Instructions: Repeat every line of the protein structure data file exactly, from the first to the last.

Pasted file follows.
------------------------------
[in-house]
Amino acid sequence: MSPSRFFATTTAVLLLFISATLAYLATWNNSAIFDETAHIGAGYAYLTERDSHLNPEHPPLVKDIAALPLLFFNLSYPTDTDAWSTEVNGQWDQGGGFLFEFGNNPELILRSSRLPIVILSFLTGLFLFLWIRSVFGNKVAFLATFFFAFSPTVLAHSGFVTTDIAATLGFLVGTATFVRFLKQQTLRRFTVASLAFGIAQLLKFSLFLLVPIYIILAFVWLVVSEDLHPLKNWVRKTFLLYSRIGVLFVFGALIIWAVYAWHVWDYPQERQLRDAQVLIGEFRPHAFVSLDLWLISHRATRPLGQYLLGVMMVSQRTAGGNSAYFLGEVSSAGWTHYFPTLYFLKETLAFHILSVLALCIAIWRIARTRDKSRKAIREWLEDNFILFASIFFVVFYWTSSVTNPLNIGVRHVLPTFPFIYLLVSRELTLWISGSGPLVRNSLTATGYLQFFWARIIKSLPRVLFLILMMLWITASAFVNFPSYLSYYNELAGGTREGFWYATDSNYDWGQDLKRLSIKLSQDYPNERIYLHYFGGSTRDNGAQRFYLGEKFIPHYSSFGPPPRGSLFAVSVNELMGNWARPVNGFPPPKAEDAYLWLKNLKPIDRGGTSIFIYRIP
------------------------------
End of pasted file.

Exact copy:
[in-house]
Amino acid sequence: MSPSRFFATTTAVLLLFISATLAYLATWNNSAIFDETAHIGAGYAYLTERDSHLNPEHPPLVKDIAALPLLFFNLSYPTDTDAWSTEVNGQWDQGGGFLFEFGNNPELILRSSRLPIVILSFLTGLFLFLWIRSVFGNKVAFLATFFFAFSPTVLAHSGFVTTDIAATLGFLVGTATFVRFLKQQTLRRFTVASLAFGIAQLLKFSLFLLVPIYIILAFVWLVVSEDLHPLKNWVRKTFLLYSRIGVLFVFGALIIWAVYAWHVWDYPQERQLRDAQVLIGEFRPHAFVSLDLWLISHRATRPLGQYLLGVMMVSQRTAGGNSAYFLGEVSSAGWTHYFPTLYFLKETLAFHILSVLALCIAIWRIARTRDKSRKAIREWLEDNFILFASIFFVVFYWTSSVTNPLNIGVRHVLPTFPFIYLLVSRELTLWISGSGPLVRNSLTATGYLQFFWARIIKSLPRVLFLILMMLWITASAFVNFPSYLSYYNELAGGTREGFWYATDSNYDWGQDLKRLSIKLSQDYPNERIYLHYFGGSTRDNGAQRFYLGEKFIPHYSSFGPPPRGSLFAVSVNELMGNWARPVNGFPPPKAEDAYLWLKNLKPIDRGGTSIFIYRIP